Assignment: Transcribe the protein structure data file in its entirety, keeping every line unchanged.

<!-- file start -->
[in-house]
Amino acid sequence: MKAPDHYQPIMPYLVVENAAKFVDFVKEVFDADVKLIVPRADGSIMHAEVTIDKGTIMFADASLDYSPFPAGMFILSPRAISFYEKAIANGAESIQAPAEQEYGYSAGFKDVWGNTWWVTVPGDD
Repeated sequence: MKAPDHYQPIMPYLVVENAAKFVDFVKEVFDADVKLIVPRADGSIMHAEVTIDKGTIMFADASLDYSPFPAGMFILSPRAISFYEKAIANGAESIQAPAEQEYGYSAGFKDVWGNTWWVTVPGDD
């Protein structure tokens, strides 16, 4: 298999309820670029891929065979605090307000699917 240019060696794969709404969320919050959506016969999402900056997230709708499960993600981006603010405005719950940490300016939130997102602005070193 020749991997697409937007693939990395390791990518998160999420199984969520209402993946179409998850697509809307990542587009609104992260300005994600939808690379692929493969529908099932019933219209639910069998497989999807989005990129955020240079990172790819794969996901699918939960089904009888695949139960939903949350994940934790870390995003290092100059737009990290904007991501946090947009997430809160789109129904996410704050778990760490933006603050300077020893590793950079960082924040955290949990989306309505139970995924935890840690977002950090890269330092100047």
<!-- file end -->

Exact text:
[in-house]
Amino acid sequence: MKAPDHYQPIMPYLVVENAAKFVDFVKEVFDADVKLIVPRADGSIMHAEVTIDKGTIMFADASLDYSPFPAGMFILSPRAISFYEKAIANGAESIQAPAEQEYGYSAGFKDVWGNTWWVTVPGDD
Repeated sequence: MKAPDHYQPIMPYLVVENAAKFVDFVKEVFDADVKLIVPRADGSIMHAEVTIDKGTIMFADASLDYSPFPAGMFILSPRAISFYEKAIANGAESIQAPAEQEYGYSAGFKDVWGNTWWVTVPGDD
């Protein structure tokens, strides 16, 4: 298999309820670029891929065979605090307000699917 240019060696794969709404969320919050959506016969999402900056997230709708499960993600981006603010405005719950940490300016939130997102602005070193 020749991997697409937007693939990395390791990518998160999420199984969520209402993946179409998850697509809307990542587009609104992260300005994600939808690379692929493969529908099932019933219209639910069998497989999807989005990129955020240079990172790819794969996901699918939960089904009888695949139960939903949350994940934790870390995003290092100059737009990290904007991501946090947009997430809160789109129904996410704050778990760490933006603050300077020893590793950079960082924040955290949990989306309505139970995924935890840690977002950090890269330092100047």